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prepared by Rabbi Eliezer Chrysler
Kollel Iyun Hadaf, Jerusalem

Introduction to Berachos

Berachos 2



(a) The earliest time to recite the night Shema is from the time the Kohanim (who were previously Tamei) come in to eat their Terumah - which coincides with nightfall.

(b) According to Rebbi Eliezer, the final time to say the night Shema is at the end of the first night watch (of angels) i.e. the end of the fourth hour (i.e. one third of the night).
The Chachamim hold until midnight, and Rabban Gamliel until dawn-break.

(c) Te custom to recite the Shema evolved because they would Daven Ma'ariv early (presumably because it would be difficult to get a MInyan together later), and it is a Mitzvah to recite words of Torah before Tefilah (as we shall see later - 31a), and the Shema is appropriate for that purpose. It is however, imperative, that one repeats the Shema when night-time arrives. For that, the recital of the first chapter of 'Keri'as Shema she'Al ha'Mitah' will suffice.

(d) It is out of concern that a person will fall asleep and miss the Mitzvah altogether that Chazal decreed that all Mitzvos whose duration lasts throughout the night, shouls be performed before midnight.

2) The 'Chalavim' were the fat pieces that remained from all Korbanos (since all fat called Cheilev had to be burnt on the Mizbei'ach) and the 'Eivarim' were the limbs of the Olah, all of which had to be burnt. Both of these, had to be burnt overnight until dawn-break, at which time they became 'Nosar'.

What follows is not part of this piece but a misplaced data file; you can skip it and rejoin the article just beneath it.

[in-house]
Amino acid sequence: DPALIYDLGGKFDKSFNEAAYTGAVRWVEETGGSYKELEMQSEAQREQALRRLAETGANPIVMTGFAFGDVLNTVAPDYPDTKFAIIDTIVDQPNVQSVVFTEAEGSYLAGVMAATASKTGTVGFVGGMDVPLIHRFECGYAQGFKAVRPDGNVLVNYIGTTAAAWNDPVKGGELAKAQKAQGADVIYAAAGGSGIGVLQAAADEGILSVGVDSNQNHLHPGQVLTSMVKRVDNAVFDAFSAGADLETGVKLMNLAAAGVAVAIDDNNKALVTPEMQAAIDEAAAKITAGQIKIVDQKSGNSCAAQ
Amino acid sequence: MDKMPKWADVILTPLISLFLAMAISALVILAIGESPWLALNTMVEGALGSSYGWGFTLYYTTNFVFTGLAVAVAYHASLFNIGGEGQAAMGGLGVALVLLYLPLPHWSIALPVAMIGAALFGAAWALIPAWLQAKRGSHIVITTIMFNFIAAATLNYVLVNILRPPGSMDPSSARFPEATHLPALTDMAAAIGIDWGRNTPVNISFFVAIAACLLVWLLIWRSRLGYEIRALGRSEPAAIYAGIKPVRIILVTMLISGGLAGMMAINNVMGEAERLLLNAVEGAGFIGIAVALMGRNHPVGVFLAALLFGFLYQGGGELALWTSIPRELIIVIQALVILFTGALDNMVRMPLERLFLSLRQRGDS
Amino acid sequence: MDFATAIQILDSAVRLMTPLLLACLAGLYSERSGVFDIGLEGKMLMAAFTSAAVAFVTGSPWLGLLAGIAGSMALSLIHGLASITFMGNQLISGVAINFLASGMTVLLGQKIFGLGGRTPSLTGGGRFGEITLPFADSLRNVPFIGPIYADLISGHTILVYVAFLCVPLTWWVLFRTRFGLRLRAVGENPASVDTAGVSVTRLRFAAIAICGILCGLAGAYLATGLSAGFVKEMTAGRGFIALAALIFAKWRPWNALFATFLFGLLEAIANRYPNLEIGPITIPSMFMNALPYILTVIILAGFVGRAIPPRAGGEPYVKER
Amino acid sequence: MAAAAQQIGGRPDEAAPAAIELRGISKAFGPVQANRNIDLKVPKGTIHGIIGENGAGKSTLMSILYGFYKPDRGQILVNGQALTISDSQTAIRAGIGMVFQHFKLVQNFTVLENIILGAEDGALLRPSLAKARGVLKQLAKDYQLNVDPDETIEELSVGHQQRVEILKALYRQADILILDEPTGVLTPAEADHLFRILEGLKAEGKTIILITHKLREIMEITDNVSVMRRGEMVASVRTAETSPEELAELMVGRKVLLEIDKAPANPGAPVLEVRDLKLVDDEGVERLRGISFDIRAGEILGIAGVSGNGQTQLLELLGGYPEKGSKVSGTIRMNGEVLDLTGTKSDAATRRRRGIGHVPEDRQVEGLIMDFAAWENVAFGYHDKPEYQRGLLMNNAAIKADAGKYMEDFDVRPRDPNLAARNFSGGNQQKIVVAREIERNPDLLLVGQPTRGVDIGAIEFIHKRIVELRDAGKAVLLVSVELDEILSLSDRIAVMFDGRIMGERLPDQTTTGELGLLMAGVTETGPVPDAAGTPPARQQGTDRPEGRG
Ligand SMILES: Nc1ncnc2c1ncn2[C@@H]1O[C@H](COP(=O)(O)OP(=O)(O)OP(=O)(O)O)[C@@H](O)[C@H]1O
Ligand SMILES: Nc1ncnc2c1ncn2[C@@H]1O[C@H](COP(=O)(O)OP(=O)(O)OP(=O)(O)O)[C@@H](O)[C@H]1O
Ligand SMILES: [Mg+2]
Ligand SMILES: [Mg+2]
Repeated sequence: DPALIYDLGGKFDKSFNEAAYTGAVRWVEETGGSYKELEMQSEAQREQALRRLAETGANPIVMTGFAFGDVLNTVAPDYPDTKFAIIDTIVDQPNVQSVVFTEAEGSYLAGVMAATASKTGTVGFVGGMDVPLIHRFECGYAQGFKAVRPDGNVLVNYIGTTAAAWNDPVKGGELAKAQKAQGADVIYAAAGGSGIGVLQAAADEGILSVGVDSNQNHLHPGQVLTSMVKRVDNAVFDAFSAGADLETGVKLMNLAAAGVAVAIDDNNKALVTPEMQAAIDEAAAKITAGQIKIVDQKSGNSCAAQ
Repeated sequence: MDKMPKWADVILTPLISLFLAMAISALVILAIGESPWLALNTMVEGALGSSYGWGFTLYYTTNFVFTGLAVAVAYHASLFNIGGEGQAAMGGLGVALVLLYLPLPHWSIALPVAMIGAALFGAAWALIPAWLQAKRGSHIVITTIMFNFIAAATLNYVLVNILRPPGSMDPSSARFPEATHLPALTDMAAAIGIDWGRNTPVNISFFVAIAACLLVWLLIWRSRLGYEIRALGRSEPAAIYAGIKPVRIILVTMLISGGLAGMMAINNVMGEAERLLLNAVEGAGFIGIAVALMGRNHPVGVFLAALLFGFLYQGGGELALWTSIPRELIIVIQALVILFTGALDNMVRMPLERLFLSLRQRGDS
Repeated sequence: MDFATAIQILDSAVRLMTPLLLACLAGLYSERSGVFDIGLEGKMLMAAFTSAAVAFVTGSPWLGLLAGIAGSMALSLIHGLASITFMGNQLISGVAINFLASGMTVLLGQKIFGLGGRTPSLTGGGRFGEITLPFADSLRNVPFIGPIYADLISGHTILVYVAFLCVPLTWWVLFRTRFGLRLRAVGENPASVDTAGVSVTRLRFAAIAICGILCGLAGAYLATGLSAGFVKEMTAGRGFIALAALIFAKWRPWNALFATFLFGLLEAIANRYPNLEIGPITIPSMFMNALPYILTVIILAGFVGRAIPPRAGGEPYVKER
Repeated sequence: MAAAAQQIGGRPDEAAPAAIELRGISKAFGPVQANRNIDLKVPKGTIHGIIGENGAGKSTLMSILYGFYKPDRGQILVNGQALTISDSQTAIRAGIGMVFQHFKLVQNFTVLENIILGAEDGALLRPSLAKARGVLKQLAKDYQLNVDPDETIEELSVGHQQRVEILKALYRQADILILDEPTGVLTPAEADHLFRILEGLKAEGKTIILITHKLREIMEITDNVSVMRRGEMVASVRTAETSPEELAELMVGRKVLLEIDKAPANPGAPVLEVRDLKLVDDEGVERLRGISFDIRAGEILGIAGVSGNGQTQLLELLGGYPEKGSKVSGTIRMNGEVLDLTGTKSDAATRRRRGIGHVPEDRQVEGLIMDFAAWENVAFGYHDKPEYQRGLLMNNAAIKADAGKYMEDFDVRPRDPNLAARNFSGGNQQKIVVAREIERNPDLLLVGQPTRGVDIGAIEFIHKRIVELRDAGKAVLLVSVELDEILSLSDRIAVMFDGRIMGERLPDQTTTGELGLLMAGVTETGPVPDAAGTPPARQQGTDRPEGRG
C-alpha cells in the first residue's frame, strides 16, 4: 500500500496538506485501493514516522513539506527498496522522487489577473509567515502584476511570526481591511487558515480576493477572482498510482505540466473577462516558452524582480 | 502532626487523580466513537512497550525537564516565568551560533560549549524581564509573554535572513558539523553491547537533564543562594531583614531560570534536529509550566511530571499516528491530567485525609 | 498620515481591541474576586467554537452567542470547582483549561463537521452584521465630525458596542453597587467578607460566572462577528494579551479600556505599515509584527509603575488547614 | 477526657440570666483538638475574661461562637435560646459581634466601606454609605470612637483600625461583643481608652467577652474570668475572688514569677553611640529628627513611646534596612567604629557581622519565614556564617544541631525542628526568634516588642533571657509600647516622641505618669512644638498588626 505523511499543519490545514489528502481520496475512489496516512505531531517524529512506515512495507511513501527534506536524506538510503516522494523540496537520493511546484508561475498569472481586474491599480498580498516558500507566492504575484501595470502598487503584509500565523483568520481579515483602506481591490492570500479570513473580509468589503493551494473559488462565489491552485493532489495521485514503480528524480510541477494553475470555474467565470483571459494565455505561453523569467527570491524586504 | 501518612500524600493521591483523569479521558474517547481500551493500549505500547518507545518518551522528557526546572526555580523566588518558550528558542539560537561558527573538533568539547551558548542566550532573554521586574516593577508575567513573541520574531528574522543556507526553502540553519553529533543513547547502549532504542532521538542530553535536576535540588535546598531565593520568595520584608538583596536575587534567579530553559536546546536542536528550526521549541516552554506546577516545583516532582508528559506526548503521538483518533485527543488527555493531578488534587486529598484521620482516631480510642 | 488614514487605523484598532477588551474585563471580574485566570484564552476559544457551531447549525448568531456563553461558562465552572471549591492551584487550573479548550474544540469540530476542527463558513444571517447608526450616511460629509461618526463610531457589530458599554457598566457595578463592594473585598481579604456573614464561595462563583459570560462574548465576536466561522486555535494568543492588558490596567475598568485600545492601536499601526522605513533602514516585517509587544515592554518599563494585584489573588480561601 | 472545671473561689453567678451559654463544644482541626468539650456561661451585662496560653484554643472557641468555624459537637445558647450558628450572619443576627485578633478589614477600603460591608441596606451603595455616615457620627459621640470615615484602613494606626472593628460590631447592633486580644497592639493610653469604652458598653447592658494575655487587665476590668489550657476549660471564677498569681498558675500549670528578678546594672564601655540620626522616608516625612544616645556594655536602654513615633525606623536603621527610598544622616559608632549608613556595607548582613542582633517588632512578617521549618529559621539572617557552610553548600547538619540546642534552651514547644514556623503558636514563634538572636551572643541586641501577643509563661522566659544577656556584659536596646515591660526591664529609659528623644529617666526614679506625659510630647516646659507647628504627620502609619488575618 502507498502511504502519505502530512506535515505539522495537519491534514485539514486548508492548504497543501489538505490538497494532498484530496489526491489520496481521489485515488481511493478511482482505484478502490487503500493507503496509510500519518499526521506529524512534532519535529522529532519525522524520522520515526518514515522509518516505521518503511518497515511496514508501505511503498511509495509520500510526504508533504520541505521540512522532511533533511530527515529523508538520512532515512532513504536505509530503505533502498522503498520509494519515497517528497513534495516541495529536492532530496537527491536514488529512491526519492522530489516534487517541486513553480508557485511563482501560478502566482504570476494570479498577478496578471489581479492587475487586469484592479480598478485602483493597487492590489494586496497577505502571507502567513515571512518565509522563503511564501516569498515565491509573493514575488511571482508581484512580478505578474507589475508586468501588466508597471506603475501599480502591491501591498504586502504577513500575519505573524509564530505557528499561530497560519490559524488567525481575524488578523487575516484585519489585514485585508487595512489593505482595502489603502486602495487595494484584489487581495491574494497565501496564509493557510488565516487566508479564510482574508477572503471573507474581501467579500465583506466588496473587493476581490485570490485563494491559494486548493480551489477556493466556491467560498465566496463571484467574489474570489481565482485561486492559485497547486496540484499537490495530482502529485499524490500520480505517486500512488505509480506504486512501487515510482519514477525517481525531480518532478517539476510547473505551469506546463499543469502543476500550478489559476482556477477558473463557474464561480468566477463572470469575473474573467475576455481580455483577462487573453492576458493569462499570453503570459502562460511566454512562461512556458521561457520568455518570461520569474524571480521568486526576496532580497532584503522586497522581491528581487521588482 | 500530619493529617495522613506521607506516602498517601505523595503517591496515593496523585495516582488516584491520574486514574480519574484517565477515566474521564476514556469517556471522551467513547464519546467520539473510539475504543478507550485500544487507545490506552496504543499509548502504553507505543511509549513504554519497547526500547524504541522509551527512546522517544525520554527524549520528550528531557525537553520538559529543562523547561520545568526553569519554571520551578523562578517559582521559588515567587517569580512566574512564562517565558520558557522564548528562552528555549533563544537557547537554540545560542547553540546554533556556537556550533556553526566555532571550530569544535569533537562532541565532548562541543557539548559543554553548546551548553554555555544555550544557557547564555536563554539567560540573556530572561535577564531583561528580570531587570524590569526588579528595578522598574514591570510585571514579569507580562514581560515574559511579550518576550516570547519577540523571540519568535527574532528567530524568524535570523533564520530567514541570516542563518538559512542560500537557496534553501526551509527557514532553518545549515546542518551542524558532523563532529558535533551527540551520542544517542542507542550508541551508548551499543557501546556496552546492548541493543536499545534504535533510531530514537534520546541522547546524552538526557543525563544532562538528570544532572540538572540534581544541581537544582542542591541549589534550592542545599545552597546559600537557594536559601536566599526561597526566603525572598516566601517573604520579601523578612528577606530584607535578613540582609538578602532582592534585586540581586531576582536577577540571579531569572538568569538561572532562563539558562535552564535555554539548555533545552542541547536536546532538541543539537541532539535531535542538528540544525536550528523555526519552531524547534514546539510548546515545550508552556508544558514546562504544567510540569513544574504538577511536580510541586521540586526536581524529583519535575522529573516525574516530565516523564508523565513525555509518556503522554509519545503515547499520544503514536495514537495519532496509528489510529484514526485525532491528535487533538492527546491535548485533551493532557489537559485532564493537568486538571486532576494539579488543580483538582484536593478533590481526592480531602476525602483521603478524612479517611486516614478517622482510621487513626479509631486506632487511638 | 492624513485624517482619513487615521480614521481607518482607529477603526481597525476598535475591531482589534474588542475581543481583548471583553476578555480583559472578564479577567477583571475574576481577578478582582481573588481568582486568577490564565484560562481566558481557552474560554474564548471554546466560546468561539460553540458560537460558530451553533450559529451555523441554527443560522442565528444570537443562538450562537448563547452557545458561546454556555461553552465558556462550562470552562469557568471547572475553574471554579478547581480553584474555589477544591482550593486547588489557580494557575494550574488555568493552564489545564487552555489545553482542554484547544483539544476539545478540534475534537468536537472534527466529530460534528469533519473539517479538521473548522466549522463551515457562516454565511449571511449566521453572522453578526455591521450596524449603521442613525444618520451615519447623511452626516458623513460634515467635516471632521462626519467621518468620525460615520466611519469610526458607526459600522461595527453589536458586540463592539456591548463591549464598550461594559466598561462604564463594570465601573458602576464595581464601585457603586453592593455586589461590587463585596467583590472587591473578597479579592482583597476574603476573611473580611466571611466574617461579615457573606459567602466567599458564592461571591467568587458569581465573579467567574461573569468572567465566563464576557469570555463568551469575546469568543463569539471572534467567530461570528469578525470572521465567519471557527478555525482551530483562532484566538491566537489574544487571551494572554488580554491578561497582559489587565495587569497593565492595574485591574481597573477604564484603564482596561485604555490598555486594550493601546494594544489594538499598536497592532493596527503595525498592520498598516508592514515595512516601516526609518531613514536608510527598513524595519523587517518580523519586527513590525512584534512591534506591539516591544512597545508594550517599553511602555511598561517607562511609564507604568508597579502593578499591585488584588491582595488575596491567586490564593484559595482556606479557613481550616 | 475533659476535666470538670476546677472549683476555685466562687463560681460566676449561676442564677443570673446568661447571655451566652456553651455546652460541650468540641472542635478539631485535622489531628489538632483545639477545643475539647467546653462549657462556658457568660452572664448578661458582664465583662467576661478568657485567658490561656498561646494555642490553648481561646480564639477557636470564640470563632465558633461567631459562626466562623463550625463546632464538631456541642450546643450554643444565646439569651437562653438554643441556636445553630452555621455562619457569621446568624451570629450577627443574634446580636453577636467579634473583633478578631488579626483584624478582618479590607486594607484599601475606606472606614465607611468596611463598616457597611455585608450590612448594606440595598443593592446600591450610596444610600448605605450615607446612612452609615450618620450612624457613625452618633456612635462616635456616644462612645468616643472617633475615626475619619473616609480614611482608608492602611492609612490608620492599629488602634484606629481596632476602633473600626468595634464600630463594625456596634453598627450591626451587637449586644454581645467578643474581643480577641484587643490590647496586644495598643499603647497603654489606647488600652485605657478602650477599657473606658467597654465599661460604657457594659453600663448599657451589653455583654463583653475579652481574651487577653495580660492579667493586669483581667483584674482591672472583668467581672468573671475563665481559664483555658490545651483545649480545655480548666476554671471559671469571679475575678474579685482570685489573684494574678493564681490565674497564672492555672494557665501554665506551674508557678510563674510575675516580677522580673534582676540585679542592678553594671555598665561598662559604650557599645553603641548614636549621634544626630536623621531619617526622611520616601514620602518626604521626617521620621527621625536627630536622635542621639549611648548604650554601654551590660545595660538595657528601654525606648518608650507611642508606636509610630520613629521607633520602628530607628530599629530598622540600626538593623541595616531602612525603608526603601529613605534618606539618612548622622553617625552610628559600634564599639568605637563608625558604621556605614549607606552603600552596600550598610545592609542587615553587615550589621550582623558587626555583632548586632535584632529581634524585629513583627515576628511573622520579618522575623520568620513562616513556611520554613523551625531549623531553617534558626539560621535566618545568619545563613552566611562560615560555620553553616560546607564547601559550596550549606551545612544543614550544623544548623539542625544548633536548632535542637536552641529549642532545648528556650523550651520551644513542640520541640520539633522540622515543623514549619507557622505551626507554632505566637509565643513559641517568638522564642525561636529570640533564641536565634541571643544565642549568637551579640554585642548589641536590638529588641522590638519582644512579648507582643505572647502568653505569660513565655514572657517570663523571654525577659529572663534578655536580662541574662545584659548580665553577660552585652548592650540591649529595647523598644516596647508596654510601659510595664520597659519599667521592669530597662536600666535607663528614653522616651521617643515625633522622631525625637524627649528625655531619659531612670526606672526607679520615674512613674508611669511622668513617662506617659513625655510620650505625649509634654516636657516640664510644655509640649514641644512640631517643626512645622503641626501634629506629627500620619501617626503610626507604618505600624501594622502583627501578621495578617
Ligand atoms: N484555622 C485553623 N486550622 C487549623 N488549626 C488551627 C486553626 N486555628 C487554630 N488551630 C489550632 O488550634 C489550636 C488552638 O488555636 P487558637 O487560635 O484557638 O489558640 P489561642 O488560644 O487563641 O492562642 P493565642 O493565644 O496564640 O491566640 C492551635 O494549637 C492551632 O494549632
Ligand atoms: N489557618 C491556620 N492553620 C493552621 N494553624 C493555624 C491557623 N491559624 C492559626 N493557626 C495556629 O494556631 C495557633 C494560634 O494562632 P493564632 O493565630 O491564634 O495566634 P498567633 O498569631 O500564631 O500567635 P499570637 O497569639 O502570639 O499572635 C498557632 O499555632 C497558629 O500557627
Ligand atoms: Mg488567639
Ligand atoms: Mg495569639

The decree of burning them before midnight did not apply to them.


(a) The source for the Mitzvah of reciting the Shema is "u've'Shochbecha u've'Kumecha".

(b) The Gemara also remarks that the Pasuk places the night Shema before the day one, which explains why the Tana did likewise.

(c) The Tana could also have based itself on the Pasuk "va'Yehi Erev, va'Yehi Voker" etc., which puts night first, though not specifically in the area of the Shema.

(a) The Tana wanted to teach a side Chidush just by the way: namely, that the Kohanim are permitted to eat Terumah already from nightfall, and are not obligated to wait until they have brought their Korban Kaparah (by a Zav, for example) - as one has to do before one is permitted to eat Kodshim or enter the Beis Hamikdash.

(b) "u'Va ha'Shemesh" means (the end of) sunset - nightfall, and "ve'Taher", the day, meaning that 'the day is over'.

(c) Chazal may well have interpreted the Pasuk like this: "u'Va ha'Shemesh" - and the sun comes up (daybreak), "ve'Taher" - and the Tamei person shall become Tahor (by bringing his Korban).
Chazal rejected this interpretation, however, because had the Torah wanted to issue the Tamei person with a command to purify himself, then it should have written "ve'Yithar" rather than "ve'Taher".

(d) In Eretz Yisrael, they quoted a Beraisa, which could hardly be more explicit: 'Siman le'Davar, Tzeis ha'Kochavim', from which they derived that "u'Va ha'Shemesh" means sunset, and "ve'Taher", Taher Yoma.